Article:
Mom has been gone for nearly five years.  The last Thanksgiving that I spent with her was eerily quiet, yet speaks the loudest memory.  There were no guests, no mystery casserole/salad, no chaos.  She was so sick and my dad was so helpless.  I fixed our Thanksgiving meal that day and fed my mother.   Since then, I’ve worked to make my own traditions for my family.  A tradition I carry over in memory of my mother is watching the Macy’s parade.  We always said we would travel to NYC on Turkey Day to watch it in person – and in her memory, one day I will take my daughters and do just that for her.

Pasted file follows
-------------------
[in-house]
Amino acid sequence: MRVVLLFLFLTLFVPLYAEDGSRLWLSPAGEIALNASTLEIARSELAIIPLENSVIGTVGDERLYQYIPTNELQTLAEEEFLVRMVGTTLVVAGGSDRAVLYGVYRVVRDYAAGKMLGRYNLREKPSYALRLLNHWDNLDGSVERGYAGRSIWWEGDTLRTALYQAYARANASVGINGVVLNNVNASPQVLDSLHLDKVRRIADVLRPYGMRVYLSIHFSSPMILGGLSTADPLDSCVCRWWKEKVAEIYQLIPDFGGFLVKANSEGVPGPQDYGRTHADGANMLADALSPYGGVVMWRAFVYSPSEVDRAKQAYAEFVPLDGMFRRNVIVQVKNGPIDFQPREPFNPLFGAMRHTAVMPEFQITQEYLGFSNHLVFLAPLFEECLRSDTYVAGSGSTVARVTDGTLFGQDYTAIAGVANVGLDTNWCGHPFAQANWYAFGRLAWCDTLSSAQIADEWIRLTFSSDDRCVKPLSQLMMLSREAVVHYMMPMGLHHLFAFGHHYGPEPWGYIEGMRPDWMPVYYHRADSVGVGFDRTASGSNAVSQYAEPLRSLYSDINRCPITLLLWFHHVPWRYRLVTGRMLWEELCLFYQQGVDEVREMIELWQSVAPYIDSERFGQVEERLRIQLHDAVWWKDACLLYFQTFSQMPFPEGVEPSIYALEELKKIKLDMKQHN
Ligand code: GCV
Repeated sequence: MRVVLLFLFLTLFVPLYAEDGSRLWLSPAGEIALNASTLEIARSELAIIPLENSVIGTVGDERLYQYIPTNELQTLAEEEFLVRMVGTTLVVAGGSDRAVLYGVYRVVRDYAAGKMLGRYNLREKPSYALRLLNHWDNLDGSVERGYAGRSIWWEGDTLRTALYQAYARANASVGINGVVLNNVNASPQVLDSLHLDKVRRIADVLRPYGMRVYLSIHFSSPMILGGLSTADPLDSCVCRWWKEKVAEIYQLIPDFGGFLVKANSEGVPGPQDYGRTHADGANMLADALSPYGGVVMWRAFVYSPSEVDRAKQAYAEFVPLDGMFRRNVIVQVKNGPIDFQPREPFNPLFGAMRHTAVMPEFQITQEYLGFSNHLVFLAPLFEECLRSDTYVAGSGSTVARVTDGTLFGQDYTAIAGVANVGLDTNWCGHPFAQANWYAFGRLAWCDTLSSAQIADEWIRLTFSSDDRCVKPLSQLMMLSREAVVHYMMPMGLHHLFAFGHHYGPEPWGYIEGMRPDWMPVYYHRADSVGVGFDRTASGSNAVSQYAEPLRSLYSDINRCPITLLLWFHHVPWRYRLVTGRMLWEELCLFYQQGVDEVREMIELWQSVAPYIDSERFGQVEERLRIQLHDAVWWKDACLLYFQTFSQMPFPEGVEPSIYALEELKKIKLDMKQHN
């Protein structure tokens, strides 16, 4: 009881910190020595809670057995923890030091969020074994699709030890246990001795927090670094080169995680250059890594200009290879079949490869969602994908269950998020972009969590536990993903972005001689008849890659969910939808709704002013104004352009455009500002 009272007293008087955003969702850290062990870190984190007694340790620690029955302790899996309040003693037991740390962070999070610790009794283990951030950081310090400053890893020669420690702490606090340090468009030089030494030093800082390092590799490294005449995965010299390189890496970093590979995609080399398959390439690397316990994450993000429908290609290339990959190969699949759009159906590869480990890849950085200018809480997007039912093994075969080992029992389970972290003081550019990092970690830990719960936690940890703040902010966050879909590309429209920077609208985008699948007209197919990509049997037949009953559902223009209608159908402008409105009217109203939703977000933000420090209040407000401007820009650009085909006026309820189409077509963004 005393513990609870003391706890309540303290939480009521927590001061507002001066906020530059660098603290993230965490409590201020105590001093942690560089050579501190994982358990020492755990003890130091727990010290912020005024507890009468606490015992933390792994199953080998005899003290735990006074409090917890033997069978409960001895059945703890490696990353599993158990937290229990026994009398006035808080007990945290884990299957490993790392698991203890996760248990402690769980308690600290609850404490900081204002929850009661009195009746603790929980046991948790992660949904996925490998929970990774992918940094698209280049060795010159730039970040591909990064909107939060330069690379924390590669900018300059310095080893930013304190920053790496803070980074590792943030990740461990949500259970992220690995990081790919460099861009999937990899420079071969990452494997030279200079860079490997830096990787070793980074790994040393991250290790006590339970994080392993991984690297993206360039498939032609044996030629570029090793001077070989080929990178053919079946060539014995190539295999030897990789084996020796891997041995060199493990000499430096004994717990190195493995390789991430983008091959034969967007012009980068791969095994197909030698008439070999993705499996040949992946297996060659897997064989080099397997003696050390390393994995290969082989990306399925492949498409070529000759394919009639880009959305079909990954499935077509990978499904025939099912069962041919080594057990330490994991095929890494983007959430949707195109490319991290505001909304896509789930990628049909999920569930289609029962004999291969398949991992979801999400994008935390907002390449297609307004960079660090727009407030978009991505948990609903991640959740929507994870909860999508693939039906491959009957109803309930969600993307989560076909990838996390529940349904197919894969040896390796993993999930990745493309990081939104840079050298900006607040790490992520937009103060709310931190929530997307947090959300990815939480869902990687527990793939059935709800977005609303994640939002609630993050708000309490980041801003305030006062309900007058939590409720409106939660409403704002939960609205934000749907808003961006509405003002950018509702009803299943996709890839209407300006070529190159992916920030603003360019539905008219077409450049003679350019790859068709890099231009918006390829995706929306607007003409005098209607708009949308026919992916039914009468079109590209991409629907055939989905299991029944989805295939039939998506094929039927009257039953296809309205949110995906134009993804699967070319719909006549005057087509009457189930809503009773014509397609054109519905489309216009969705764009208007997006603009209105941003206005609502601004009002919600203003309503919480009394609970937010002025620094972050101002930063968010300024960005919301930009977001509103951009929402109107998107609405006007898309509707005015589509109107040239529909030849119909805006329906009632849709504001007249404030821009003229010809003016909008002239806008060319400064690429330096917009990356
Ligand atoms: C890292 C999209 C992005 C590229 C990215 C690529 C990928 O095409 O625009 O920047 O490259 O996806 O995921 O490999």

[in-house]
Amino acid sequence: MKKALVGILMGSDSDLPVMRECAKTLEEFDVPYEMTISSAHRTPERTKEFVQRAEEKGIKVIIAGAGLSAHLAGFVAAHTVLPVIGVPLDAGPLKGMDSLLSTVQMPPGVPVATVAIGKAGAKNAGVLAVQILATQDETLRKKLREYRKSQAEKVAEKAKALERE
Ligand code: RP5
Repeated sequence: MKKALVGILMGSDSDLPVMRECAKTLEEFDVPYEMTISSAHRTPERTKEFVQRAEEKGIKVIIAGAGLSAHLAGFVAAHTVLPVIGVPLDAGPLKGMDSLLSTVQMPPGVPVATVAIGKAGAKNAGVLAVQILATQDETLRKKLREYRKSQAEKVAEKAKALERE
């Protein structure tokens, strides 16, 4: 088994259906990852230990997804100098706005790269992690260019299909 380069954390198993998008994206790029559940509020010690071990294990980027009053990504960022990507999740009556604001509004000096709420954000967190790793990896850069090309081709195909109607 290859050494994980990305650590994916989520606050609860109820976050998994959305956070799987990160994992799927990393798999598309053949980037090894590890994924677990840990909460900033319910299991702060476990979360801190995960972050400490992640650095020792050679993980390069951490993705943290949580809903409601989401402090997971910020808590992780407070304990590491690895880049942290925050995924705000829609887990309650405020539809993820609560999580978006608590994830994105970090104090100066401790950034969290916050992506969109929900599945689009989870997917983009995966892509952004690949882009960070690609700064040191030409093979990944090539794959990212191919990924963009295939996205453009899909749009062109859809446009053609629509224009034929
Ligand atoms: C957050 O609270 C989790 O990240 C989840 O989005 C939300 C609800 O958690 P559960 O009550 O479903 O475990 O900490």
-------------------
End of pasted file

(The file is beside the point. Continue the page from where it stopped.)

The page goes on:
My dad spent the last two days with us for two different Thanksgiving meals.  He was so quiet.  He was so at peace.  It feels good to have him with me for a softer side of life.  Sometimes I feel like I lived two different lives and, in a way, I have.  I’m thankful for both because if it weren’t for “Life, Part 1,” I wouldn’t be so blessed to experience “Life, Part 2.”  I hope everyone is blessed with good humor to shape your memories.  Happy Thanksgiving to all!